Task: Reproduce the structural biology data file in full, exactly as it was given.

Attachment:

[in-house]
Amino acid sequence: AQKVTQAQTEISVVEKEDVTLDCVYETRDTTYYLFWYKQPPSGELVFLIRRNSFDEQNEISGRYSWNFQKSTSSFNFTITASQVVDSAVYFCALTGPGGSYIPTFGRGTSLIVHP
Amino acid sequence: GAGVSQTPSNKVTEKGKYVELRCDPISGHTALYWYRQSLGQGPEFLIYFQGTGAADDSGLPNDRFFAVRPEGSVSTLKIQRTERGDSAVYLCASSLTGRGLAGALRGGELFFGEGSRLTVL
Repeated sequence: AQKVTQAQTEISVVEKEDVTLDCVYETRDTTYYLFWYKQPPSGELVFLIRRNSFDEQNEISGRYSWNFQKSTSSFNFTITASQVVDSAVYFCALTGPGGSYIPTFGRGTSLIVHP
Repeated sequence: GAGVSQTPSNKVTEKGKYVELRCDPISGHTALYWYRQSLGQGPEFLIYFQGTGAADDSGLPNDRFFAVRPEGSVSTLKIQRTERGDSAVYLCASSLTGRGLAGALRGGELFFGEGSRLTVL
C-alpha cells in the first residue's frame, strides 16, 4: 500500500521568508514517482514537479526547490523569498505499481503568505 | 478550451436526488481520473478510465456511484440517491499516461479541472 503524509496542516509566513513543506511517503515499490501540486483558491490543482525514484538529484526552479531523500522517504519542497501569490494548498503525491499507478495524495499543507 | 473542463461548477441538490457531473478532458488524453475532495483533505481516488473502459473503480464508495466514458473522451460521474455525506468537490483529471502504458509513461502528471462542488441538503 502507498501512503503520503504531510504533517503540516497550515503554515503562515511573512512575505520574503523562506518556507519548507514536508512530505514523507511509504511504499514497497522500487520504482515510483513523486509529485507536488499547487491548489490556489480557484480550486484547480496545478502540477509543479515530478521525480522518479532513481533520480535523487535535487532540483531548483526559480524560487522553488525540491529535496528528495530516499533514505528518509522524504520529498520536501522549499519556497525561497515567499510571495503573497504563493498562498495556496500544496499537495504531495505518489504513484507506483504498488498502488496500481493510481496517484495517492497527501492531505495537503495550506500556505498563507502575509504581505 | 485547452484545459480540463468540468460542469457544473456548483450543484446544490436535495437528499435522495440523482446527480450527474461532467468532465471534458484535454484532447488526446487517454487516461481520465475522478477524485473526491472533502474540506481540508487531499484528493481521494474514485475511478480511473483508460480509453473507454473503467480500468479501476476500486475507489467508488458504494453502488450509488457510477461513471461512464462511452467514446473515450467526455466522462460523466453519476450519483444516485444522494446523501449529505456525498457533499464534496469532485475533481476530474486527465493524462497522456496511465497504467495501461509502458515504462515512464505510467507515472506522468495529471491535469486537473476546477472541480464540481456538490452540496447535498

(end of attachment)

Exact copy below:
[in-house]
Amino acid sequence: AQKVTQAQTEISVVEKEDVTLDCVYETRDTTYYLFWYKQPPSGELVFLIRRNSFDEQNEISGRYSWNFQKSTSSFNFTITASQVVDSAVYFCALTGPGGSYIPTFGRGTSLIVHP
Amino acid sequence: GAGVSQTPSNKVTEKGKYVELRCDPISGHTALYWYRQSLGQGPEFLIYFQGTGAADDSGLPNDRFFAVRPEGSVSTLKIQRTERGDSAVYLCASSLTGRGLAGALRGGELFFGEGSRLTVL
Repeated sequence: AQKVTQAQTEISVVEKEDVTLDCVYETRDTTYYLFWYKQPPSGELVFLIRRNSFDEQNEISGRYSWNFQKSTSSFNFTITASQVVDSAVYFCALTGPGGSYIPTFGRGTSLIVHP
Repeated sequence: GAGVSQTPSNKVTEKGKYVELRCDPISGHTALYWYRQSLGQGPEFLIYFQGTGAADDSGLPNDRFFAVRPEGSVSTLKIQRTERGDSAVYLCASSLTGRGLAGALRGGELFFGEGSRLTVL
C-alpha cells in the first residue's frame, strides 16, 4: 500500500521568508514517482514537479526547490523569498505499481503568505 | 478550451436526488481520473478510465456511484440517491499516461479541472 503524509496542516509566513513543506511517503515499490501540486483558491490543482525514484538529484526552479531523500522517504519542497501569490494548498503525491499507478495524495499543507 | 473542463461548477441538490457531473478532458488524453475532495483533505481516488473502459473503480464508495466514458473522451460521474455525506468537490483529471502504458509513461502528471462542488441538503 502507498501512503503520503504531510504533517503540516497550515503554515503562515511573512512575505520574503523562506518556507519548507514536508512530505514523507511509504511504499514497497522500487520504482515510483513523486509529485507536488499547487491548489490556489480557484480550486484547480496545478502540477509543479515530478521525480522518479532513481533520480535523487535535487532540483531548483526559480524560487522553488525540491529535496528528495530516499533514505528518509522524504520529498520536501522549499519556497525561497515567499510571495503573497504563493498562498495556496500544496499537495504531495505518489504513484507506483504498488498502488496500481493510481496517484495517492497527501492531505495537503495550506500556505498563507502575509504581505 | 485547452484545459480540463468540468460542469457544473456548483450543484446544490436535495437528499435522495440523482446527480450527474461532467468532465471534458484535454484532447488526446487517454487516461481520465475522478477524485473526491472533502474540506481540508487531499484528493481521494474514485475511478480511473483508460480509453473507454473503467480500468479501476476500486475507489467508488458504494453502488450509488457510477461513471461512464462511452467514446473515450467526455466522462460523466453519476450519483444516485444522494446523501449529505456525498457533499464534496469532485475533481476530474486527465493524462497522456496511465497504467495501461509502458515504462515512464505510467507515472506522468495529471491535469486537473476546477472541480464540481456538490452540496447535498